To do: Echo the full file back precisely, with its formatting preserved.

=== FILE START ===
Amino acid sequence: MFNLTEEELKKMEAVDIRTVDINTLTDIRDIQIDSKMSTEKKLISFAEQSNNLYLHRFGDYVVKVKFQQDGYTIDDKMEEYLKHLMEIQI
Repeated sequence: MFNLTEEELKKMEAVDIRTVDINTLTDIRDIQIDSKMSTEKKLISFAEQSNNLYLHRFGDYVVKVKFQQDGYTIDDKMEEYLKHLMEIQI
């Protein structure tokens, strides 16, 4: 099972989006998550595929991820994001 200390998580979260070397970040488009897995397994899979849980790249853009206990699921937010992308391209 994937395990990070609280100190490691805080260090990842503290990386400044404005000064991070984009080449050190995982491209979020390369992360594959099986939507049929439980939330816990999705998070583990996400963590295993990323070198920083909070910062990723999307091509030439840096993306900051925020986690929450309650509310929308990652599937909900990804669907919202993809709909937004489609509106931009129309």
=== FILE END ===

Amino acid sequence: MFNLTEEELKKMEAVDIRTVDINTLTDIRDIQIDSKMSTEKKLISFAEQSNNLYLHRFGDYVVKVKFQQDGYTIDDKMEEYLKHLMEIQI
Repeated sequence: MFNLTEEELKKMEAVDIRTVDINTLTDIRDIQIDSKMSTEKKLISFAEQSNNLYLHRFGDYVVKVKFQQDGYTIDDKMEEYLKHLMEIQI
């Protein structure tokens, strides 16, 4: 099972989006998550595929991820994001 200390998580979260070397970040488009897995397994899979849980790249853009206990699921937010992308391209 994937395990990070609280100190490691805080260090990842503290990386400044404005000064991070984009080449050190995982491209979020390369992360594959099986939507049929439980939330816990999705998070583990996400963590295993990323070198920083909070910062990723999307091509030439840096993306900051925020986690929450309650509310929308990652599937909900990804669907919202993809709909937004489609509106931009129309």